2001 to 2011: Yamaha's Decade of Change
A decade ago Yamaha was just another two-stroke sled builder
Story by Jerry Bassett, Photography by Jerry Bassett & Yamaha, Apr 08, 2011
Can you believe that we are already just over a decade into the new century? Does it seem like things have gone quickly? Snowmobiles have four-stroke powerplants pushing 200-horsepower in packages that weigh less than 700 pounds fully fueled. When you compare a 1960’s vintage sled to a modern 2012, it seems as though snowmobiling has made major changes in technology. One snowmobile company has made a complete reinvention of itself in less than a decade.
In 2001 Yamaha had yet to produce a production four-stroke snowmobile. In fact, the hot sled for Yamaha was the SRX 700, a high-performance three-cylinder two-stroke. One of the company’s top-sellers was the Viper 700, a slightly less potent trail hot rod that retailed for US$7,399.00 in early 21st century dollars. But there was no four-stroke, although there were rumors of Yamaha working on one. The RX-1 with its R1 motorcycle-based four-cylinder, four-stroke motor would break cover the following year. And the rest is Yamaha four-stroke history as now all of its trail snowmobiles are powered by Yamaha four-strokes.
At the turn of the century there were four-stroke powered sleds. Arctic Cat used a three-cylinder 660cc Suzuki-built micro-car motor to power its 4-Stroke Trail as well as the 4-Stroke Touring. Arctic Cat claimed they had delivered the “…first 4-stroke snowmobile from a major manufacturer.” The new Cat was said to deliver 20 to 25 miles per gallon with reduced emissions while being extremely quiet in its operation. We wouldn’t dispute the claim, but few snowmobilers pounded in the overhead doors at Arctic Cat dealerships to get them.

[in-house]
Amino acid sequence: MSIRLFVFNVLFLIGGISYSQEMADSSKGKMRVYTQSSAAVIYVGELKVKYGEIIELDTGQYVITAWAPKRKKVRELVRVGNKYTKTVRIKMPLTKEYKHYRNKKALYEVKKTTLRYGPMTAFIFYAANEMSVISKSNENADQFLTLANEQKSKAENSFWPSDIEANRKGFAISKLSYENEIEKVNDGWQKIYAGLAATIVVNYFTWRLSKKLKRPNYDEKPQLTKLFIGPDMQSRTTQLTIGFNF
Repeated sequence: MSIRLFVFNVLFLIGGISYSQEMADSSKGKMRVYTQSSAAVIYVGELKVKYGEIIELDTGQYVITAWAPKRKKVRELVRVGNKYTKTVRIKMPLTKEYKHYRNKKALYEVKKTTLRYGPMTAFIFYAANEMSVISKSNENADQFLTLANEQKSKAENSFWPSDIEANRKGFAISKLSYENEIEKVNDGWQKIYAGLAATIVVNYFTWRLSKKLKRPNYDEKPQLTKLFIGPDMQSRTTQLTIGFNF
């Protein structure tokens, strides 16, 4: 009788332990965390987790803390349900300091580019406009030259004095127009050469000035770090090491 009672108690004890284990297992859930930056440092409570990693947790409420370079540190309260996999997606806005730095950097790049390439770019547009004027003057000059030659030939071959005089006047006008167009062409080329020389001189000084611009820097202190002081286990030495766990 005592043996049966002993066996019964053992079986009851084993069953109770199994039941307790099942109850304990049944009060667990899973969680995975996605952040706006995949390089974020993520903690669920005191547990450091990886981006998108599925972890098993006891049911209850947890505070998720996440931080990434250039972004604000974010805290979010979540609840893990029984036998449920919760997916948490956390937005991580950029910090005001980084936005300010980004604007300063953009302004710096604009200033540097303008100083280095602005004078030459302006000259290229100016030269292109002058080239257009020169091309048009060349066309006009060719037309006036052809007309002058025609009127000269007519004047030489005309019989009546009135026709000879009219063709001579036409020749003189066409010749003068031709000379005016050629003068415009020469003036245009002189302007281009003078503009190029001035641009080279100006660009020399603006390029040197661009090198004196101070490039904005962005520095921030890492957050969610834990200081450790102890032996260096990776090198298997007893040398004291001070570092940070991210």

The purpose of the 4-Stroke Trail and Touring models was more political than sales. Arctic Cat promoted the 4-Stroke model as a sled that could be used in Yellowstone Park by tour operators who were being beat up by environmental groups who wanted to close the park to snowmobiles. Arctic Cat used its enviro-friendly sled to prove that snowmobilers could use the park and be more environmentally friendly than the thousands of cars, trucks, buses and RVs that went through the park in the summer time. Even when Polaris, Yamaha and Ski-Doo advanced Yellowstone-friendly snowmobiles years later, the anti-snowmobiling forces remained unconvinced and managed to force a usage ceiling on the number of sleds to enter the park. The battle carries on to this very day with the only end in sight being a total ban of snowmobiles in Yellowstone Park. We doubt that even a fully electric snowmobile would placate the “anti” forces.
But that’s not what Yamaha or any of the other sled makers are proposing. Indeed, when Arctic Cat produced its first 4-stroker, Yamaha was all two-strokes and a legitimate competitor in the powder snows with its Mountain Max 700. The sled sported a torquey 698cc triple that drove a 144-inch track. Weighing in at a claimed 515 lbs, the Mountain Max 700 was lighter than Arctic Cat’s 590-pound triple-cylinder Mountain Cat 1000 with its 151-inch track length. That Cat was the heaviest of the powder players. Yamaha was still lighter than the 800cc Mountain Cat, but heavier than Ski-Doo’s Summit Highmark 800 and any of the Polaris RMK models.